Pundit Nehru, a historian of some reputes comments aptly on communal divide. Initially, says Nehru, Hindu sentiment was used to checkmate Muslim resurgence. Later, as Hindus started agitating for rights, Muslims were mobilized to negate it. However there was much more to it than Nehru put forth. Muslim separatist sentiment grew as some extremist elements of majority community started calling Muslims foreigners. History belies such an assumption. The Central Asian Turko-Mongol ruling cliques started pouring into India, in a drive for territorial expansion. They had their eyes on India’s vast resources. Thus Gouris’ Aibucs’ Khilji’s and the Moguls’ came one after other and made India their home. An exception could be made of Mahmud of Ghazni’s repeated incursions. The gold reserves in Indian temples provided the temptation. He came, picked whatever he could lay his hands on and left. All these incursions had nothing to do with religion. Islam did win some converts, however the inner resilience of Hinduism did not leave space for mass conversion, in spite of Manu’s class structure. It needs to be stressed that India’s Muslim sultanates did not resort to any forced conversion on a mass scale. This is the reality that emerges on a deep and dispassionate study of Indian history, but then the fact remains that history is partly tailored by vested interests.

Overwhelming majority of Indian Muslims are converts of original Indian hue. That brings to fore the question…who in fact is the original Indian?! Majority of Indians are of Aryan descent, Central Asian migrants, who settled in India, a few millennium years earlier than the later migrants. South Indians of Dravidian descent are again migrants, who migrated before Aryans. It is historically a fallacious argument that Indian Muslims are of foreign origin. An argument based on earlier migrant calling the later, a foreigner. A clear case of history held hostage by vested interests. Central Asian Turko-Mongols coming into India, in a purely political thrust was outfall of the weakening socio- political fabric. Same was the case, when few thousand Britishers controlled a country of continental dimensions. They worked on Hindu-Muslim divide, and the first recorded communal clash was in Mumbai in 1893. In 1897, congress chose Badr-ud-Din Tyabji as President; however some Muslim groups prevented him from taking over. Aligarh school of thought wanted Muslims to steer clear of matters political and remain engaged in overcoming their educational backwardness compared to majority community.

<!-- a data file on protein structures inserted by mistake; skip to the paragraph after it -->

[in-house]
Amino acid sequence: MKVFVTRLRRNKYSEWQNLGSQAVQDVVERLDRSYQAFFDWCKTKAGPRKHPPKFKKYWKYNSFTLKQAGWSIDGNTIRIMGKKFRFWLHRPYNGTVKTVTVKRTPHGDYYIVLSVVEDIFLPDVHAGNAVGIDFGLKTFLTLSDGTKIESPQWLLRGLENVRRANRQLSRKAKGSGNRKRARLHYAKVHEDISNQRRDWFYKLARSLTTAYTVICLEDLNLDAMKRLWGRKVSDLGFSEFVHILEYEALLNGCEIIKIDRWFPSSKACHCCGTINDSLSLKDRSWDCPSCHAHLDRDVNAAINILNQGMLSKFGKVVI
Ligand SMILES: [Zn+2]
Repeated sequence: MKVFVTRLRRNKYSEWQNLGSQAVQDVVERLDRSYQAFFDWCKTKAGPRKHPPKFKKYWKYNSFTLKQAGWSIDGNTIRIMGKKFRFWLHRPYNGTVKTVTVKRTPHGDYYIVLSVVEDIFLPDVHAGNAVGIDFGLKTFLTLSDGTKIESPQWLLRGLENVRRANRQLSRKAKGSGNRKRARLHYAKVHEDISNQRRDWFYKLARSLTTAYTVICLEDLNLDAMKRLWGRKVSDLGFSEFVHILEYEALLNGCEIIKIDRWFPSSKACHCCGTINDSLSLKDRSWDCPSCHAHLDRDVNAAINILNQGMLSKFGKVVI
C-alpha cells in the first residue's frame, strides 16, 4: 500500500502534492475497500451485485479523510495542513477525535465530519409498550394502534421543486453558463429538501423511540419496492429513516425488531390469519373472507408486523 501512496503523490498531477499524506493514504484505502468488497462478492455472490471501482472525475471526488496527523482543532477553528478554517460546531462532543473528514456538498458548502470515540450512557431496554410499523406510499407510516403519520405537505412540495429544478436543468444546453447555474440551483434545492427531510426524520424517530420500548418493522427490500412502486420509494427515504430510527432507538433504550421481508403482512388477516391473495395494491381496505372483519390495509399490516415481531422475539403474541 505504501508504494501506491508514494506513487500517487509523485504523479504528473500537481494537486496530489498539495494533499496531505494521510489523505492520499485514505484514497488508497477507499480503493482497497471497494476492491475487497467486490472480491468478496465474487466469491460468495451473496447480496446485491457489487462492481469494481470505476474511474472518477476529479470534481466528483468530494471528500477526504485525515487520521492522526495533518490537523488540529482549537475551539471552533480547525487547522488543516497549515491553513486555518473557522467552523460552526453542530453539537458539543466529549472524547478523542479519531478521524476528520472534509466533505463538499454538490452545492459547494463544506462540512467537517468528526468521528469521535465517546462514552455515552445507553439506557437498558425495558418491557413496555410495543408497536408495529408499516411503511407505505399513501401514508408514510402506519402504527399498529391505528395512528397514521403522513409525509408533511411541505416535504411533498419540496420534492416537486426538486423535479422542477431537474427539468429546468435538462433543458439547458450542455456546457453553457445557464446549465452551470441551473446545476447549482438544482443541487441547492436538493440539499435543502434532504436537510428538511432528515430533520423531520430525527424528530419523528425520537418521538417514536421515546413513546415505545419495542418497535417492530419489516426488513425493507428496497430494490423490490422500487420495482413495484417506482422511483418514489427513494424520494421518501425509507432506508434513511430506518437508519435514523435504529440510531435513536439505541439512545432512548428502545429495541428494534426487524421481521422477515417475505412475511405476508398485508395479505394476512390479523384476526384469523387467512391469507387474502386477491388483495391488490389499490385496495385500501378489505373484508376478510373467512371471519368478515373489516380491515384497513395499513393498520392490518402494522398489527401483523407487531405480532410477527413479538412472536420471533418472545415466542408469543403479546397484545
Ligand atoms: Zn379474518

Sir Syed Ahmad Khan led the drive to Muslim emancipation. He got the permission to start his educational institution in Aligarh. This is not to suggest, some sort of an understanding or conspiracy of sorts. Sir Syed was too honourable a person, even to contemplate, anything fishy. Other Muslim intellectuals like Maulana Hali and Maulana Shubli Nomani talked of Muslim rights and emancipation. These voices had an addition with a much greater impact. That was the voice of Allama Iqbal. He was in part a poet like Hali, an intellectual like Shubli, nevertheless more incisive, and he assumed a greater role. Apart from the poetic message getting far and wide, appealing and putting new life into frozen hearts, Iqbal assumed an active political garb. In 1930 session of Muslim league organization in Allahabad, he advocated a separate Muslim state in predominantly Muslim provinces of North West India. Iqbal could not sustain his leading role in Muslim league. His literary work hardly left him time to do that, though he continued to guide the league in Punjab. Jinnah filled the void and it had a telling effect…the rest is history…the division, we are living with.

Sixty six years of almost continuous violence, in one form or the other, with three fearsome wars is what the divide resulted in. Added to conventional war stands the atomic threat. One positive outfall of nuclear dimension is the operative MAD theory. Mutual Assured Destruction might provide the needed breathing space; however there is looming energy crisis. Related to energy crisis remains distribution of water between upper and lower riparian state. Water, it is said might be the next flash point. The road to solve the energy crisis lies in cooperation across the divide. The subcontinent has to think beyond communal issues, beyond defence hikes. Nothing short of a complete understanding across the divide could solve the problems, including the ‘K’ issue. The divide cannot be undone; the outfall could certainly be contained. The subcontinent cannot afford to remain mired in tailored history, the road to salvation lies in thinking beyond it…the ones who matter do not seem to be paying any heed to the need of the times. The movement and momentum could be cashed today, tomorrow it might rebound. 

Yaar Zinda, Sohbat Baqi [Reunion is subordinate to survival]